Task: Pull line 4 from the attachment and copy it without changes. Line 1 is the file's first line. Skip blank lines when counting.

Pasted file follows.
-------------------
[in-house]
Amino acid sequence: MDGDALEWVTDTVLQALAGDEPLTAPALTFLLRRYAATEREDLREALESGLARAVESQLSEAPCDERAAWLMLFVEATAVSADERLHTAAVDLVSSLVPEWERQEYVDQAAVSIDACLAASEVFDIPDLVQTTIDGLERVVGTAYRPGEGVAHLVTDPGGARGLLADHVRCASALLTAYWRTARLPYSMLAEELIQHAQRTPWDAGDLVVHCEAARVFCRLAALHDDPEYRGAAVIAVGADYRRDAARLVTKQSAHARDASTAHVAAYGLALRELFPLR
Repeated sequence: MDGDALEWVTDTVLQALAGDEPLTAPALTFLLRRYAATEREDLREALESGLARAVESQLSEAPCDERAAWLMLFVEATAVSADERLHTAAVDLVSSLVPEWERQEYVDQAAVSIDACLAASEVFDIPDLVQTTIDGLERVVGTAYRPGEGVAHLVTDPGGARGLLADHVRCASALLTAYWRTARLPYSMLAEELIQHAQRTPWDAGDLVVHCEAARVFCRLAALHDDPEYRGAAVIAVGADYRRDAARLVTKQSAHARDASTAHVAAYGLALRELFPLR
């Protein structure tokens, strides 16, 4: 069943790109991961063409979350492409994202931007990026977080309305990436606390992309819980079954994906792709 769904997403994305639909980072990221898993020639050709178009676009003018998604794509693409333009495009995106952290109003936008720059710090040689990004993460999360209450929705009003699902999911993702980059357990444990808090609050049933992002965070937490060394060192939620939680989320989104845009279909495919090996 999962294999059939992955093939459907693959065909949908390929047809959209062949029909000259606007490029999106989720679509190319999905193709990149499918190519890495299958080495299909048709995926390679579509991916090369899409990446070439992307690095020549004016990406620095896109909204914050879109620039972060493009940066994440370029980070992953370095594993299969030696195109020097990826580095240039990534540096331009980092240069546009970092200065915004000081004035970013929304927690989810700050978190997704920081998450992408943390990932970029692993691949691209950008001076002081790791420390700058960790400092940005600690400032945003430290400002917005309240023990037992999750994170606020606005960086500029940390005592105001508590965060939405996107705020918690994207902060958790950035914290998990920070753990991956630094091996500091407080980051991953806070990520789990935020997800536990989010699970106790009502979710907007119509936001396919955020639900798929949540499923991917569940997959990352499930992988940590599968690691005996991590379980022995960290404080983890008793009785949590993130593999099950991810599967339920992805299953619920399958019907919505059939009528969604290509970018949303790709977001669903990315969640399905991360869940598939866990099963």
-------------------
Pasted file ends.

């Protein structure tokens, strides 16, 4: 069943790109991961063409979350492409994202931007990026977080309305990436606390992309819980079954994906792709 769904997403994305639909980072990221898993020639050709178009676009003018998604794509693409333009495009995106952290109003936008720059710090040689990004993460999360209450929705009003699902999911993702980059357990444990808090609050049933992002965070937490060394060192939620939680989320989104845009279909495919090996 999962294999059939992955093939459907693959065909949908390929047809959209062949029909000259606007490029999106989720679509190319999905193709990149499918190519890495299958080495299909048709995926390679579509991916090369899409990446070439992307690095020549004016990406620095896109909204914050879109620039972060493009940066994440370029980070992953370095594993299969030696195109020097990826580095240039990534540096331009980092240069546009970092200065915004000081004035970013929304927690989810700050978190997704920081998450992408943390990932970029692993691949691209950008001076002081790791420390700058960790400092940005600690400032945003430290400002917005309240023990037992999750994170606020606005960086500029940390005592105001508590965060939405996107705020918690994207902060958790950035914290998990920070753990991956630094091996500091407080980051991953806070990520789990935020997800536990989010699970106790009502979710907007119509936001396919955020639900798929949540499923991917569940997959990352499930992988940590599968690691005996991590379980022995960290404080983890008793009785949590993130593999099950991810599967339920992805299953619920399958019907919505059939009528969604290509970018949303790709977001669903990315969640399905991360869940598939866990099963």